Need help! In over my head?! - Page 2 - The Horse Forum
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post #11 of 21 Old 08-30-2014, 10:00 AM
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you really should not be working with them on your own at all. horses are big and dangerous, especially ones that are wild like that.

you need to hire a professional. if you cant afford that, then the sad simply truth is that you need to give them to someone who can.

if you want to get involved in horses, this is not a good way. i suggest selling/rehoming the two mares and start taking regular lessons at a commercial barn. after several years when you are ready for your own horse, then you can buy one that fits your skill level.

even if you can afford to send the two away to training, i still think rehoming them is the only responsible thing to do
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post #12 of 21 Old 08-30-2014, 10:13 AM
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I know you feel like you are doing what's best for these mares by giving them a nice home, but they need more than that. They need someone who can handle them and show them how they're supposed to behave.

In my mind, you have two options. Send them both off to a trainer or find them a new home.
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post #13 of 21 Old 08-30-2014, 10:41 AM
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Ditto what everyone has already said.


I am also sure they are PMU mares and these horses are not treated kindly. Actually the words "cruel and inhumane" come to mind. Some of the adult mares can never be completely rehabilitated.

For the record, the human female product "Premarin" is a product of these mares. The "ingredients" gathered after foals are born.

It takes a very experienced horseman to work with these mares. I have seen some of them first hand when a rescuer brought a semi load of them down from Canada to a rescue facility in Southern California, quite a few years back.

Seeing those mares and the foals they gave birth to (all in the interest of harvesting the placenta) was an awful experience for me.
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post #14 of 21 Old 08-30-2014, 12:29 PM
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I would get a trainer...either one to come to you or send those mares out to them.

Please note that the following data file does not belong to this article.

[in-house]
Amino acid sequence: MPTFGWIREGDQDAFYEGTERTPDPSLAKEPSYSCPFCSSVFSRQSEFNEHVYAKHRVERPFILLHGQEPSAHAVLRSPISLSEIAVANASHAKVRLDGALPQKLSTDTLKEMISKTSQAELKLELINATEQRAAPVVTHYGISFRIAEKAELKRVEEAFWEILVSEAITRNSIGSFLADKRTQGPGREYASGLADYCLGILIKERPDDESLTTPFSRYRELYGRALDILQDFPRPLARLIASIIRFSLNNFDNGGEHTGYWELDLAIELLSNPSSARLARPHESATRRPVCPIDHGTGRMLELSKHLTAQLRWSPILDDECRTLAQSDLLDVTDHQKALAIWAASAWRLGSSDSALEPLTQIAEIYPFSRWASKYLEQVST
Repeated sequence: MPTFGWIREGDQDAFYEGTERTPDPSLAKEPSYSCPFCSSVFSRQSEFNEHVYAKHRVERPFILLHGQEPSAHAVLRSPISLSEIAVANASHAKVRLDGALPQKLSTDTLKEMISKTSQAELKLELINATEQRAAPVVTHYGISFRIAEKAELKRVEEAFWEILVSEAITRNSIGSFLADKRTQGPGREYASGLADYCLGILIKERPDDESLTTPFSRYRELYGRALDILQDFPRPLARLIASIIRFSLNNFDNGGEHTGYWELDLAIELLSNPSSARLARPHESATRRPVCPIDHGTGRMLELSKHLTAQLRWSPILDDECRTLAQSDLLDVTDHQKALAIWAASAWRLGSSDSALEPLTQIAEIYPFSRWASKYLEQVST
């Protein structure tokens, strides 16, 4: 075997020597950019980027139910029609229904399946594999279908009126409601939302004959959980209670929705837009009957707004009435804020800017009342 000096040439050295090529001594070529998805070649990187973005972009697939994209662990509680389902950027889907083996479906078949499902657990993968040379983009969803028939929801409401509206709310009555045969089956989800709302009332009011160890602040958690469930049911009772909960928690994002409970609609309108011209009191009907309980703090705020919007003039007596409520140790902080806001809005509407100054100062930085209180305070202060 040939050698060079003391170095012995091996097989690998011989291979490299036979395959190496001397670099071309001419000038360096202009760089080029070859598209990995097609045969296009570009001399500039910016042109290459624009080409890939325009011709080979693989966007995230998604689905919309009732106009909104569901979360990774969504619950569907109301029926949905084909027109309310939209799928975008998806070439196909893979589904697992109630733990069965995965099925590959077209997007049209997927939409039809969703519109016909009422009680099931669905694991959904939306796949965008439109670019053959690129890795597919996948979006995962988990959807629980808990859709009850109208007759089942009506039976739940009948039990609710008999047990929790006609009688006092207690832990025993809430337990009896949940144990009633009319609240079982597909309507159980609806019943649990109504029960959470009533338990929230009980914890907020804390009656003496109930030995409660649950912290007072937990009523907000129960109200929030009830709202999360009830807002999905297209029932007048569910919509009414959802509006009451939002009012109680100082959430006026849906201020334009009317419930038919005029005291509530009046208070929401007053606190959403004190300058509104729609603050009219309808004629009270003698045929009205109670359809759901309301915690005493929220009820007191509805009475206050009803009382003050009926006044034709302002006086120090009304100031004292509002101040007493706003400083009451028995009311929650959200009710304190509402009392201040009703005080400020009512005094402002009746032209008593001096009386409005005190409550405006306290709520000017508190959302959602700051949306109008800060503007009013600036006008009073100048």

AND THEN I suggest getting some riding lessons on a school horse. You need to learn balance and how to properly cue a horse so you don't confuse your horses and frustrate yourself. Even after 60-90 days with a trainer these mares will still be green and will need a rider/handler who has a basic knowledge as to how to handle a horse.

You have a task ahead of you...not an impossible one but one that will require dedication and some (maybe lots) dollars on your part.

Horse fact I believe you are learning...There is no such thing as a FREE horse.

If you ever find yourself in a fair fight, it's because your tactics suck. ~ Marine 1SGT J. Reifinger
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post #15 of 21 Old 08-30-2014, 01:02 PM
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Quote:
Originally Posted by walkinthewalk View Post
Ditto what everyone has already said.


I am also sure they are PMU mares and these horses are not treated kindly. Actually the words "cruel and inhumane" come to mind. Some of the adult mares can never be completely rehabilitated.

For the record, the human female product "Premarin" is a product of these mares. The "ingredients" gathered after foals are born.

It takes a very experienced horseman to work with these mares. I have seen some of them first hand when a rescuer brought a semi load of them down from Canada to a rescue facility in Southern California, quite a few years back.

Seeing those mares and the foals they gave birth to (all in the interest of harvesting the placenta) was an awful experience for me.
I thought the main product, the estrogen, came from harvesting the urine?

nowadays, the foals tend to be more carefully bred, and have some value in and of themselves. and there are fewer such farms. and only becuase of the huge outcry by people insisting that at least the conditions be made more humane.
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post #16 of 21 Old 08-30-2014, 04:15 PM
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PMU not the uterus. . Pregnant Mare Urine. They are stalled, and a large bag attached to their behinds,